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'Quayside' Visions :: Tom Goss on His Hot New Video

by Kilian Melloy
Friday Jul 19, 2019
Tom Goss in his latest video, 'Quayside'
Tom Goss in his latest video, 'Quayside'  (Source:Lorelei Rubik)

This updated interview takes a look at Tom's new video for "Quayside," the new single from his forthcoming album "Territories."

Gay singer-songwriter Tom Goss continues with the lead-up for the October release of his next album, "Territories," with a new video that drops today, July 19.

"On the Quayside" is pure Goss, featuring soulful lyrics and some of the most tender, emotionally charged vocals he's ever delivered. But it's not the standard love song; though the lyrics only hint at it, "Quayside" — and the forthcoming album as a whole — was inspired by a journey Goss has taken, both within himself and to different travel destinations, over the course of the past few years. With the release of "Quayside," Goss is officially coming out as being in a polyamorous relationship.

Polyamory has nibbled around the edges of both straight and LGBTQ culture for a couple of decades now, with straight (often female) writers boldly proclaiming themselves to be more fulfilled and happier in relationships that are anchored in commitment to a spouse or significant other, but that also make room for other important and intimate relationships. For Goss, that means remaining fully invested in his marriage and fully supportive to his husband while he also explores his deep connection with another man — also married in his own right — whom Goss refers to as his lover.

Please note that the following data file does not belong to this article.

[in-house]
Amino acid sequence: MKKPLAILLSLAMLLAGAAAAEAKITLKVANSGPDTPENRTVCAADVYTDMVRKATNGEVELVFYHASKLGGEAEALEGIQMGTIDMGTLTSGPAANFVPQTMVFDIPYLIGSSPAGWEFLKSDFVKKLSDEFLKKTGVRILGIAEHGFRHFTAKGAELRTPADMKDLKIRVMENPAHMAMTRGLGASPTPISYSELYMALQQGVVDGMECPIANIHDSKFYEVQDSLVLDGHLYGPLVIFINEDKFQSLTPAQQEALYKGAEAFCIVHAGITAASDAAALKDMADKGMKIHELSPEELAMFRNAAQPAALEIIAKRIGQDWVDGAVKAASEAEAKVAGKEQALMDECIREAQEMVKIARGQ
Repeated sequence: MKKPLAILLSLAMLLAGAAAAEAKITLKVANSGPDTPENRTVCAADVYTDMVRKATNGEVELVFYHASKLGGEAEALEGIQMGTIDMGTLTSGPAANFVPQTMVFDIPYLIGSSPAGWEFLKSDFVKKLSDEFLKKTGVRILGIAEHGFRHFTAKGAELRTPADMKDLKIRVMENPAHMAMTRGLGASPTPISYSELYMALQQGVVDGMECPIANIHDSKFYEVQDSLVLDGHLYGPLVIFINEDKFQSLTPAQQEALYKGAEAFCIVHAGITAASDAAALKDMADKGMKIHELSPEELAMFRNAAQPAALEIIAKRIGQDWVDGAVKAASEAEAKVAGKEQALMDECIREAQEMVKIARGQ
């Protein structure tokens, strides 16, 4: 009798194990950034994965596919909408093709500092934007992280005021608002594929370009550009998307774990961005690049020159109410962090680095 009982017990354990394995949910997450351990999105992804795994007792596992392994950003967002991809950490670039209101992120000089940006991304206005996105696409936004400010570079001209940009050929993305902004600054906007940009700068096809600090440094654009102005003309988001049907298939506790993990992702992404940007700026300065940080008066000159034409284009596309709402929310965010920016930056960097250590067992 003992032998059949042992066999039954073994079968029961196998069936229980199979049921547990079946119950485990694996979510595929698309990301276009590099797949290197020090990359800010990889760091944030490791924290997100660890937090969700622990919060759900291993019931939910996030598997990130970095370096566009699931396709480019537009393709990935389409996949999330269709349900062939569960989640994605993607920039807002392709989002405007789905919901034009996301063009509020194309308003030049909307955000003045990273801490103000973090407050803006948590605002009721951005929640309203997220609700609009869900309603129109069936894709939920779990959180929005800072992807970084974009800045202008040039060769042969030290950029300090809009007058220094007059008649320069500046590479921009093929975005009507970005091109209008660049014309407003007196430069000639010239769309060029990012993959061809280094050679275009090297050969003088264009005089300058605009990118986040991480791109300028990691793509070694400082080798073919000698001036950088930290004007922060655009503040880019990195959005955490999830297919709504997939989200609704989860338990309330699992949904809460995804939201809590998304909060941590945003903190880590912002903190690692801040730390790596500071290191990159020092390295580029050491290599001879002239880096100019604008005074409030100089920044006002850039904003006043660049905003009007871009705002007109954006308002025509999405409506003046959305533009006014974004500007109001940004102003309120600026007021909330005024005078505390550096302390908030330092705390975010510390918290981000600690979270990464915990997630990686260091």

Intrigued, EDGE reached to Goss for a chat in which the singer — as honest, direct, and genuine as ever — talked about the challenges, joys, and creatively inspiring energy around being happily married... and happily poly.


EDGE: With your new single - and the forthcoming album "Territories" in general - you're kind of coming out of the closet again as poly. That seems super brave, and it must be a little scary! Was that a difficult choice to make?

Tom Goss: I mean... first of all, yes, this is very difficult. Second of all, I'm not sure that I'm coming out as poly as much as I'm just saying, 'This is what's going on in my life right now." I think that's an interesting question, and maybe something I haven't thought enough about; I don't believe that my only way of existing in relationship is in polyamory, but I will say that I'm in love with my husband, and I'm in love with somebody else at this moment in my life.

EDGE: By the same token, it sounds like you're also saying that you're discovering that you don't necessarily need to exist in non-polyamory.

Tom Goss: The past three years it's been a really hard, but interesting and challenging evolution in my relationship. I think I've always really... you know, my parents had and still have, a very bad relationship. I was never really given positive examples of what marriage is, and what love is in terms of romantic love. I was always very proud and strident about my love with my husband. I've written countless songs about it, and countless records about it, and it has always been the most important thing to me — the thing that is beautiful and special, and that I never believed was possible, to be honest.

The idea of risking that, or changing that, or challenging that was always very frightening to me, so when it got to the point that the relationship was opening up, that was very much not my desire, and not my dream — and not the way that I saw my world unfolding. Still, I wanted to be the person my husband needed from me at the time. I wanted to be a good partner for his journey. So I went about supporting him on his journey and, as a result, sending myself on a different journey. And that journey led me to where I am now. I'm not really the kind of person that engages in physical relationships without an emotional connection, so I guess in retrospect it seems obvious this is where it would lead.

EDGE: And you have a new video to go with the song!



Cover art for the single 'Quayside'  (Source:Lorelei Rubik)